Featured Sponsors:

[huge_it_gallery id=”3″]

Put another way: You must know who you are as a leader before you can lead others.

Here are nine skills to sharpen if you want to be a successful leader:

  1. Cultivate your self-awareness.

Self-knowledge is the beginning of self-improvement. Successful leaders don’t only run an organization—they also lead people. It’s paramount that you know yourself well, because when you know yourself, you are empowered; when you accept yourself, you are invincible.

  1. Develop the right mindset.

Develop your mindset. Start each day with a decision to be happy. Embrace the positives and let go of all the frustrations and past failures that can distract you. When you master your mindset, you free yourself to achieve the level of success you are capable of, because as Henry Ford said, “Whether you think you can, or think you can’t, you’re right.”

  1. Capitalize on your confidence.

Successful leaders capitalize on their confidence when difficulties arise. Don’t allow your insecurities to get the best of you. Remember that your confidence is like a muscle—the more you use it, the stronger it gets.

  1. Continue to learn.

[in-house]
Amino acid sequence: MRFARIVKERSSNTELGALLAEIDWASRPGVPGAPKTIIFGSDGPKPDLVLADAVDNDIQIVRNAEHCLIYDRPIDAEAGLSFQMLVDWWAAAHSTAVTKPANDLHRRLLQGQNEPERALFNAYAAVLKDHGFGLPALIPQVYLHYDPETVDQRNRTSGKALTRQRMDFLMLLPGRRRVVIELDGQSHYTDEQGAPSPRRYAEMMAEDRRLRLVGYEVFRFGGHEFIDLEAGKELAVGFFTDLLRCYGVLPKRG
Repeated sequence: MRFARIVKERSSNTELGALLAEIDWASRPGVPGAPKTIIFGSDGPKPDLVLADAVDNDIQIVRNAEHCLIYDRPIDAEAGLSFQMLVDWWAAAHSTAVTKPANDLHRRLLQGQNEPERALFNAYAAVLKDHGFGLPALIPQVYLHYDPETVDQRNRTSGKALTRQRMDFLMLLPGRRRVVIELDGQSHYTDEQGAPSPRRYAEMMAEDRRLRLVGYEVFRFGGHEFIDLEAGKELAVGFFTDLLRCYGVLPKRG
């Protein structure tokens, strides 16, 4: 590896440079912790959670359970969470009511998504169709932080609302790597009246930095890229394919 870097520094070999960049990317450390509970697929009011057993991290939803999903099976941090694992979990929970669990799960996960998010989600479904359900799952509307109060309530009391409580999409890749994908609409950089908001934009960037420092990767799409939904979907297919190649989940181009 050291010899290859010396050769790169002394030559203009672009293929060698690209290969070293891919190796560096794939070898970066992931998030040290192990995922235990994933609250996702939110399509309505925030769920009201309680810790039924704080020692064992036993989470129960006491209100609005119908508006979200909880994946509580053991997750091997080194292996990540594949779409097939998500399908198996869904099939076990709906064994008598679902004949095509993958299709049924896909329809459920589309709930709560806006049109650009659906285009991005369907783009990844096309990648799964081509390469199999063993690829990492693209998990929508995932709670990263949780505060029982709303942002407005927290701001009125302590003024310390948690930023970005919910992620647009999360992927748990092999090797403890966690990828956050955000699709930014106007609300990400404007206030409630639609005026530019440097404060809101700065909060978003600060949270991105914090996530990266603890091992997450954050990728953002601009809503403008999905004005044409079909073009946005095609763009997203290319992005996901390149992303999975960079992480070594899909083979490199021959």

Try to learn something new every day. Read newspapers, books, magazines, and online articles. Search for what is innovative and creative, and try to intersect what is new to what you are already doing. The most skillful leaders never stop being a student.

  1. Teach to grow.

Don’t hoard your knowledge but share it: with your team, with your colleagues, with your clients. The more you teach as a leader, the more you grow. When you learn, teach; when you get, give.

  1. You are the results of your experiences.

One of the hardest things to do is to learn from your mistakes, but even the most successful leaders have made mistakes they don’t want to repeat. Document your experiences and ask yourself what you could do better next time. Reference back often so you don’t repeat patterns. You can learn something from everything you do, good or bad. The only source of knowledge is experience.